An ironic accusation faced by Child Support Task Force members is that the judiciary is trying to pull the wool over the public's eyes with its new proposed guidelines for judges to use in setting consistent awards.

Instead of facing criticism, the judiciary should be applauded for its spirit of openness and responsiveness to public input.In response to allegations that the judiciary is overstepping its authority and avoiding public criticism, lawmakers are reviewing the proposed guidelines during an interim committee at the State's Capitol Wednesday.

Some ardent opponents of the guidelines suggest that legislators should begin all over in establishing support guidelines, and then submit the proposals as new legislation.

Yet the task force went to great lengths to gather public input and used that information to modify and change some of the proposals.

Even before the task force began studying the guidelines adopted by 42 other states, members heard testimony from custodial and non-custodial parents, social workers, judges, family law attorneys (epresenting lower and higher income levels), and children of divorced families.

After many months of study and intense debate, the 17-member task force took its preliminary recommendations to the public in six hearing held throughout the state. Additionally, task force members reviewed dozens of letters sent by parents too timid to testify in the public hearings.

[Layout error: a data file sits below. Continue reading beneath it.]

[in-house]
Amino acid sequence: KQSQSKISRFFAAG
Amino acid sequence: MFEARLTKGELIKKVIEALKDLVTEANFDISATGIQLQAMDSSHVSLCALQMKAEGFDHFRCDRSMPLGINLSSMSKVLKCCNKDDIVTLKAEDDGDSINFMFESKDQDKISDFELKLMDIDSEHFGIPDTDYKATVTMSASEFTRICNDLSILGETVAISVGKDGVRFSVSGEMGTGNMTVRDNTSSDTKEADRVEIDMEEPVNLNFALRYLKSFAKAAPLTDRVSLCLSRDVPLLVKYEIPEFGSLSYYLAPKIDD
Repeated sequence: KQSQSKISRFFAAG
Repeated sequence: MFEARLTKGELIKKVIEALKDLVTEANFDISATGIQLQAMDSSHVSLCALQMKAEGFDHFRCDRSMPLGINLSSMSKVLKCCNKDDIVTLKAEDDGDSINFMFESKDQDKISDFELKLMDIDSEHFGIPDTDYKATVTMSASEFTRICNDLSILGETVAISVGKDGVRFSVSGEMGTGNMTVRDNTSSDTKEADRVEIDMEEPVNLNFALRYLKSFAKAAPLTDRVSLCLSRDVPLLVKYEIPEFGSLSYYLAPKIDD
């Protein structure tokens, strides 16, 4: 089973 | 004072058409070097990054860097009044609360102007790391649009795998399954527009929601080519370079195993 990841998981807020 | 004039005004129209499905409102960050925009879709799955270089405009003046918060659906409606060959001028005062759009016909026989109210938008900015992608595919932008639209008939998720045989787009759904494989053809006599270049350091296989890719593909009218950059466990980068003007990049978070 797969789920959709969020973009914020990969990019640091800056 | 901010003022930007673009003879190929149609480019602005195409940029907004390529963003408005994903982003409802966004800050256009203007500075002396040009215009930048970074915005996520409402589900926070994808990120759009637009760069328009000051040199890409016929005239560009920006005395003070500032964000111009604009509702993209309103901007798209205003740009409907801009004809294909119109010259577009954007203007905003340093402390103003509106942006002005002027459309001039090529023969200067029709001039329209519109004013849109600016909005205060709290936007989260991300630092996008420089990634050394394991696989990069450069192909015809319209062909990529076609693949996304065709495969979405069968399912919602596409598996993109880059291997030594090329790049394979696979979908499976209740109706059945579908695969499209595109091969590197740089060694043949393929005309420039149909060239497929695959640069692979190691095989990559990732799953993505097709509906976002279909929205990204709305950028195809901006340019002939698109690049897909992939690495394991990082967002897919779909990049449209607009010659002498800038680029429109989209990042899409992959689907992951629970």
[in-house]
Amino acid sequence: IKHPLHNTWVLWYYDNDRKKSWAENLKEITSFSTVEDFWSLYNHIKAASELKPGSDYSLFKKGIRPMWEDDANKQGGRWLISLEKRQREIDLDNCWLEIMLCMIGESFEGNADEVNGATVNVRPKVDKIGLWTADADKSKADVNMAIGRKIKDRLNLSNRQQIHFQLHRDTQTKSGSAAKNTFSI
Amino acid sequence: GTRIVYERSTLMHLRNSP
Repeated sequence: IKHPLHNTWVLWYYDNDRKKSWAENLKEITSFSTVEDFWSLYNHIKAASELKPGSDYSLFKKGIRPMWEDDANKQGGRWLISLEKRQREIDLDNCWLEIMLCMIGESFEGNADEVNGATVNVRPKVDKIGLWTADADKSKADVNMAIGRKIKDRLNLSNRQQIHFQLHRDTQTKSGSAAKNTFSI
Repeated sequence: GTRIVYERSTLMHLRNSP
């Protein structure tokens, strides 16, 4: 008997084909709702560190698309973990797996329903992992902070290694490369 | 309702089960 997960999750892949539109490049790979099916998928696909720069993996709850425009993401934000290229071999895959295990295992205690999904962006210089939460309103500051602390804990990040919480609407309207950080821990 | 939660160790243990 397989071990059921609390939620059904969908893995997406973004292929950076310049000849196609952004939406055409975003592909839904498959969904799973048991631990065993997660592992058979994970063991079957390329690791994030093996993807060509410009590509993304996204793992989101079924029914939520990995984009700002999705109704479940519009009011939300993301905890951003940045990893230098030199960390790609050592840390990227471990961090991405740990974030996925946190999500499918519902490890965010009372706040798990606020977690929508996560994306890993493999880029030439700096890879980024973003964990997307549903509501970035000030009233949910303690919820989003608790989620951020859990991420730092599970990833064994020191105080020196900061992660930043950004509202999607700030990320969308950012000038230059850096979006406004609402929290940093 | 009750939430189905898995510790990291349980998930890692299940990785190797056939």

As a result of the public hearings, the preliminary guidelines were significantly altered.


The revised guidelines, to be presented in a public meeting to the Judicial Council for final approval on June 27, place Utah sixth from the lowest in the amount of average payment among 42 states. This final proposal is about 20 percent lower than the original guidelines debated at public hearings.


Initial recommendations would have applied new guidelines to existing child support orders. Understandably, this raised concern from non-custodial parents who have made financial decisions based upon reliance of existing orders.

Public outcry convinced members the new scale should not apply retroactively. The new standard will only apply to a couple who divorced after (nd if) the guidelines are adopted.


Another major compromise involves children of divorced parents who share physical custody of their children. If the couple's child spends at least 35 percent of overnight visits in a second home, then the new guidelines don't apply.

Legislators should give serious consideration to the proposed guidelines as a step in the right direction. Once in place, the guidelines will be evaluated and further modified.

Every effort should be made to eradicate inconsistent and inadequate support payments for Utah's children.